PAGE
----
EVERETT — By the time the beach was remade and the bridge repaired at Howarth Park last year, warm weather already had passed.
Beach-goers now have the chance to enjoy the enlarged waterfront at the city park for the first full summer since 2014.
Snohomish County employees and researchers also continue to track environmental benefits from tons of sand deposited on the beach last year. The work was an attempt to re-create features of the natural environment that have been disrupted for more than a century. Volunteers and researchers are looking both at fish spawning and how the sand is drifting over time.
“Initial monitoring results have shown that forage fish are spawning on the newly created habitat at Howarth Park,” said Kathleen Pozarycki, a county employee who helps oversee the Marine Resource Committee.
More work is needed to gauge long-term success, Pozarycki said.
Contractors dumped more than 22,000 tons of sand last year as part of a $1.2 million habitat-restoration project led by Snohomish County. Crews also placed sand around the outlets for Glenwood Creek, Narbeck Creek and at Powder Mill Gulch.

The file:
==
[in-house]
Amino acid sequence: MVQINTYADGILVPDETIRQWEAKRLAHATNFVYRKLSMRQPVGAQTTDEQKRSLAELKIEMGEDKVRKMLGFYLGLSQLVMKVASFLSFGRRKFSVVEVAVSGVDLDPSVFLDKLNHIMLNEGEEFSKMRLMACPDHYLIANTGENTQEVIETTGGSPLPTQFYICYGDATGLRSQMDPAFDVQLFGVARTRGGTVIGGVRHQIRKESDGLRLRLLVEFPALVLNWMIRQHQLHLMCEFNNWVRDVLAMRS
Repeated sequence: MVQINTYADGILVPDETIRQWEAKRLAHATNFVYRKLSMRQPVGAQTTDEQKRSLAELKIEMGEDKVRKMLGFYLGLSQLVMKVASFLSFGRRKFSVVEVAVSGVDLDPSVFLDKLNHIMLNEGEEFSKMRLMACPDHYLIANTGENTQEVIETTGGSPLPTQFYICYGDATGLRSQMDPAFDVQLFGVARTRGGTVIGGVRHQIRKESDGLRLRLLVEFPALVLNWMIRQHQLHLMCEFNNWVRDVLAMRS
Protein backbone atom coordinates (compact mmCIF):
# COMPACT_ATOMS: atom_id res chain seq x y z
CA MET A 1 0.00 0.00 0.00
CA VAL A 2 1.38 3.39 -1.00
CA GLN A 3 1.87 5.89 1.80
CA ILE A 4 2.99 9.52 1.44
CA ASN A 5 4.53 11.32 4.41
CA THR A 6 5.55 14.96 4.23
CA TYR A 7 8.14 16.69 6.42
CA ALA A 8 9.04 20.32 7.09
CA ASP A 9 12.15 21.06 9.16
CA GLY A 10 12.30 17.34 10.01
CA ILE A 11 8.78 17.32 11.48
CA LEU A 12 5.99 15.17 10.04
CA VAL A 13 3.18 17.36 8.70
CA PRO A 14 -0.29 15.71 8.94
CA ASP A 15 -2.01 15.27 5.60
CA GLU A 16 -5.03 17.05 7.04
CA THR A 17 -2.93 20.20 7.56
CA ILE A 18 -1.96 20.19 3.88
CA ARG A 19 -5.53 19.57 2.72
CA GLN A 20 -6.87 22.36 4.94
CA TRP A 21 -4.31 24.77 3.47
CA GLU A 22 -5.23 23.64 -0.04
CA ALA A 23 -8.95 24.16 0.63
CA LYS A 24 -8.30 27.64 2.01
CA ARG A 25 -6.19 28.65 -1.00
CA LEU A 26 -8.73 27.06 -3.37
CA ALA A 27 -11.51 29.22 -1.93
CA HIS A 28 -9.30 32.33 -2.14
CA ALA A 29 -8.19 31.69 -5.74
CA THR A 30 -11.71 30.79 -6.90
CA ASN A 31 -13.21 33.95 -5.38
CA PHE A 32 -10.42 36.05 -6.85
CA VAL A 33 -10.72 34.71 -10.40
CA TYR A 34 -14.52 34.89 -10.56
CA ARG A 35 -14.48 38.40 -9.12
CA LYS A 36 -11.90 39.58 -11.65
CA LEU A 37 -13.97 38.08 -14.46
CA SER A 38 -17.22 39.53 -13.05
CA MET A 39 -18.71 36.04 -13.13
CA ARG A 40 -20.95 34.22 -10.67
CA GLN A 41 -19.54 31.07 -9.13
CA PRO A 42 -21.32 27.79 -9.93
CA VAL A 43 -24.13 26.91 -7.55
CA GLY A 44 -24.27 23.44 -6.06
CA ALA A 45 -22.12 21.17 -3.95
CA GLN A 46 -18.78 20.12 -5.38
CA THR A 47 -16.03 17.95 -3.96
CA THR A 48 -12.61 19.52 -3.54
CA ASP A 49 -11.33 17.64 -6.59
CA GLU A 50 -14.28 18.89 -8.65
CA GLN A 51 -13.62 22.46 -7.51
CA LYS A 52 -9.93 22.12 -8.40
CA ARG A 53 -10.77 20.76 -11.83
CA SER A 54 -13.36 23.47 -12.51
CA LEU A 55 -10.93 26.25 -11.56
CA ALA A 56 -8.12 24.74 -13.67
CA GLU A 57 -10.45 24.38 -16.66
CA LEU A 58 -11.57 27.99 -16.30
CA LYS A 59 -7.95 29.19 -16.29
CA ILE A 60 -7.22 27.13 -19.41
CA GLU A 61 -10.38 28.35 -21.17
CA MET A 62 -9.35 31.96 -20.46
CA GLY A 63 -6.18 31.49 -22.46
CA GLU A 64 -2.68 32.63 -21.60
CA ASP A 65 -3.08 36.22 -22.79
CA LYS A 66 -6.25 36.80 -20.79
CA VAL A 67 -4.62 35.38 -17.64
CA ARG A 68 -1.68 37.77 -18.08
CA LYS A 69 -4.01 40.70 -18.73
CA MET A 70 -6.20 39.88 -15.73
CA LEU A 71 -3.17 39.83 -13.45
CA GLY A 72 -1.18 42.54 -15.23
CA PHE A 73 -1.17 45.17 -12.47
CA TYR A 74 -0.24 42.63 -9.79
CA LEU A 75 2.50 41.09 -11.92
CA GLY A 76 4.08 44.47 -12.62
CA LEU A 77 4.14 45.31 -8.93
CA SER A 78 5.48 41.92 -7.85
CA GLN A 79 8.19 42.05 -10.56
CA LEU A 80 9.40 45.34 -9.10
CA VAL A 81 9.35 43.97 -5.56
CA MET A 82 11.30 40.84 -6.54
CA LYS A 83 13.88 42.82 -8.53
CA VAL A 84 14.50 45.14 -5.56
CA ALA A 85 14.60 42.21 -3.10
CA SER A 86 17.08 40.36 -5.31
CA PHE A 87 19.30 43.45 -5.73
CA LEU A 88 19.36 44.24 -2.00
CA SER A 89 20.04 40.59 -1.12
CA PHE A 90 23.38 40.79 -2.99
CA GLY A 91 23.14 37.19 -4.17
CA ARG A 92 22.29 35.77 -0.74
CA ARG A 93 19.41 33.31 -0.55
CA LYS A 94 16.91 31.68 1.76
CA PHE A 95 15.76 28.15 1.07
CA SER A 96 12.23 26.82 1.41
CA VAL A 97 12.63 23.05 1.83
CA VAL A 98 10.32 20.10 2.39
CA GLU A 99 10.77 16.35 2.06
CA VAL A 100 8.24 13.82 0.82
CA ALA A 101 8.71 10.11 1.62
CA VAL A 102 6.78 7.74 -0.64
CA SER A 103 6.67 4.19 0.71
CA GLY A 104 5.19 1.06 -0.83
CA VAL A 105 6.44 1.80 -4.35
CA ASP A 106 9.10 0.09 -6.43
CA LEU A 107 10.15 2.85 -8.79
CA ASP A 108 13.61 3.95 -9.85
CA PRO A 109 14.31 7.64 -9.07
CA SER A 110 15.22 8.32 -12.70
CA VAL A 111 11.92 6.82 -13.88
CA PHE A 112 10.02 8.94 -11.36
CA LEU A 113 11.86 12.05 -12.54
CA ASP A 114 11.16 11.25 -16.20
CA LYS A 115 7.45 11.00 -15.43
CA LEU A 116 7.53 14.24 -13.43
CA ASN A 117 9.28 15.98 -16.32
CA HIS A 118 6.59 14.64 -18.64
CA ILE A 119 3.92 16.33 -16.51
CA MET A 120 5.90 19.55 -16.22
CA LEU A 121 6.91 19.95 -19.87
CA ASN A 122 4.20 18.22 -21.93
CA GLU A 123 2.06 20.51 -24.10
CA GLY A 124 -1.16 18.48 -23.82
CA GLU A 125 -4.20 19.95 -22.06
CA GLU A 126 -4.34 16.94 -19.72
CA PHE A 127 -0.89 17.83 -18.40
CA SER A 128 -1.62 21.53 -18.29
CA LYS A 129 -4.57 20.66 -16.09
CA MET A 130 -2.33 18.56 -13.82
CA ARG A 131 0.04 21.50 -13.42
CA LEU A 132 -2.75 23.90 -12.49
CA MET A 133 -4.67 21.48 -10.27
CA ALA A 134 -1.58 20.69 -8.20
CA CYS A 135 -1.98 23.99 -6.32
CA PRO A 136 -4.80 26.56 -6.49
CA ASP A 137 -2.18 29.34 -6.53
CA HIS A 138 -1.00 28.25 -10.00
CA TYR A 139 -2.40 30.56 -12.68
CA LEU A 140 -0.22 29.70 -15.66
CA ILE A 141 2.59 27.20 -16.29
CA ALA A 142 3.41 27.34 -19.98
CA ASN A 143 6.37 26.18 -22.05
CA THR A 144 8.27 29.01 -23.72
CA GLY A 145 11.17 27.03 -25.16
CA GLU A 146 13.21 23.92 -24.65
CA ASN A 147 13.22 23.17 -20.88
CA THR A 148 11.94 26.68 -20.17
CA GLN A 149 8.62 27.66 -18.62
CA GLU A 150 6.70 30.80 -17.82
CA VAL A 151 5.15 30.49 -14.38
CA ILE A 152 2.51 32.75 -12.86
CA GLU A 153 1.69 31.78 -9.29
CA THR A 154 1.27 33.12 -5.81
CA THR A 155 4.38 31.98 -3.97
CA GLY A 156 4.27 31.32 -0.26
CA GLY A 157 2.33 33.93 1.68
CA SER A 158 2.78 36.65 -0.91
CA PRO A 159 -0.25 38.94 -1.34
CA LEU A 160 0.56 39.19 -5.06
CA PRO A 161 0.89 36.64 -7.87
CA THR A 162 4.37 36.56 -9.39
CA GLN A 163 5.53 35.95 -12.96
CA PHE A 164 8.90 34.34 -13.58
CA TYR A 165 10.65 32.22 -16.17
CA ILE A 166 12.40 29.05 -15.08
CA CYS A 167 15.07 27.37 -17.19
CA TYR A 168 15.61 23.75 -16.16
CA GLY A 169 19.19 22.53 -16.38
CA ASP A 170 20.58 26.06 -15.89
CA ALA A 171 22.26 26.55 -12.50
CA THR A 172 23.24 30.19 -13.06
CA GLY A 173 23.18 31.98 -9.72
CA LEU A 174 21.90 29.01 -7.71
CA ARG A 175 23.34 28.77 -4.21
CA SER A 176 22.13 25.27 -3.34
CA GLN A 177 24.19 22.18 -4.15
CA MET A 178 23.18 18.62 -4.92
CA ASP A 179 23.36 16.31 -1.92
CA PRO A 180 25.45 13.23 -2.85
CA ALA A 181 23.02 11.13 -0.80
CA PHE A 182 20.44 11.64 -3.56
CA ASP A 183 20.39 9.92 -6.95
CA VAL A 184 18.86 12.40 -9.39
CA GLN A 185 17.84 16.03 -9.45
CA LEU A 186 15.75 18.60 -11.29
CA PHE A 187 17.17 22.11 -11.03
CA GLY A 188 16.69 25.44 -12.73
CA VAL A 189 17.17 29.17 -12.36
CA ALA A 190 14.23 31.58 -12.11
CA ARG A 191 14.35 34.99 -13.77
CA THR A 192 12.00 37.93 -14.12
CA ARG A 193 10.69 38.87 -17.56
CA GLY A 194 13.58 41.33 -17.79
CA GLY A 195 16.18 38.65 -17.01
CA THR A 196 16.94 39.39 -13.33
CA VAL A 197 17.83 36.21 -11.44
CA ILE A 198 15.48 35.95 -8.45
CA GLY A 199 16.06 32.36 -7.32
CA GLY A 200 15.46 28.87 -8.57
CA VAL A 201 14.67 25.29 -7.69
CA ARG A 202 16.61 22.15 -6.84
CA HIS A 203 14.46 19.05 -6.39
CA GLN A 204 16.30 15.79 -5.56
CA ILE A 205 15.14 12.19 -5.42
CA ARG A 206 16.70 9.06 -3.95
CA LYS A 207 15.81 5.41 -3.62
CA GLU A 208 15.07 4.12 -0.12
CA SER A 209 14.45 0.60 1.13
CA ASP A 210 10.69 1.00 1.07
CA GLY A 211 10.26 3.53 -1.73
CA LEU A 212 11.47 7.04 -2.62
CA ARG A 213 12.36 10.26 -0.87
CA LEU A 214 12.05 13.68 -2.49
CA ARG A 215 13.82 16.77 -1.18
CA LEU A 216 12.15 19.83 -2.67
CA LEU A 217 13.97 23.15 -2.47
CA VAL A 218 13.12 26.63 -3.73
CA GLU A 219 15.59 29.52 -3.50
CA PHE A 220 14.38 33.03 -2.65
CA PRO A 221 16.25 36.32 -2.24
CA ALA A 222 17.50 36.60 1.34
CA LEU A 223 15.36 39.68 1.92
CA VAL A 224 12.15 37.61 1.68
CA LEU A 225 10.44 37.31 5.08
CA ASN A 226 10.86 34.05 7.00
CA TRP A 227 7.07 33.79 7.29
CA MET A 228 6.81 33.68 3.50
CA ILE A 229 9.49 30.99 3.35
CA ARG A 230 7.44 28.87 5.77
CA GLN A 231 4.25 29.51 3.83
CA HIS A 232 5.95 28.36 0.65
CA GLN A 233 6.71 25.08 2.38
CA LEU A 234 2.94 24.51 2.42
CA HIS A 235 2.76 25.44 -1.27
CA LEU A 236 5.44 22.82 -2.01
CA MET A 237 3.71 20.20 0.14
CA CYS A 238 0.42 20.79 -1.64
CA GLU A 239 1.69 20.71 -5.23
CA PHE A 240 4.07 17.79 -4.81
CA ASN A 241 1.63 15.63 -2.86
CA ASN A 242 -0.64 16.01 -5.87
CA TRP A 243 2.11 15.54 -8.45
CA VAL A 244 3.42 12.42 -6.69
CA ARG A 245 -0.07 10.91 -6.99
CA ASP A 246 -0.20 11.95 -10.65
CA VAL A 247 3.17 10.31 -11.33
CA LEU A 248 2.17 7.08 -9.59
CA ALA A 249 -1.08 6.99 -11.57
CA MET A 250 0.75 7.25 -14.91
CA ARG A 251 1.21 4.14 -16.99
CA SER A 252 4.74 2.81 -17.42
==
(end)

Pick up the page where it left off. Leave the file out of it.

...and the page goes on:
The work coincided with Everett’s closure of the bridge over the railroad tracks. The beach closure began in May 2015 after an inspection turned up rust and corrosion. The work crews replaced beams, installed a new walking surface and put in new fencing at a cost of about $300,000. The park reopened in September.
As part of the county project, crews removed a rock bulkhead and made other changes intended to have the dual benefits of improving habitat and making the area more accessible.
The main goal was to increase survival rates for fish such as surf smelt, sand lance and herring. Known as forage fish, they are preyed upon by salmon, seals and birds. Forage fish need sand and gravel to spawn. Young salmon also use the shallow coastal waters to avoid predators.
The railroad tracks built along Everett’s coastline in the 1800s blocked the natural migration of sand and gravel toward the water. That had an effect up the food chain.
The county has been collecting sand samples along the beach for several years already, looking for fish eggs. Those results will help reveal any difference after the completion of the habitat work. Monitoring is expected to continue into next year.
The county also is working with the University of Washington to track how sand is drifting along the beach. The UW is analyzing differences between natural and developed beaches elsewhere in Puget Sound.
U.S. Rep. Rick Larsen toured Howarth on Tuesday in part to draw attention to cuts to environmental programs proposed in President Donald Trump’s federal budget. EPA funding focused on Puget Sound would be reduced by more than 90 percent and funding for the National Oceanic and Atmospheric Administration would be cut by nearly 20 percent, Larsen’s office said.
County surface water management director Will Hall said the county has no pending grants that are in immediate jeopardy, if Trump’s budget were to pass. Over the long term, however, losing those dollars could hamper local water-quality and habitat-restoration projects, he said.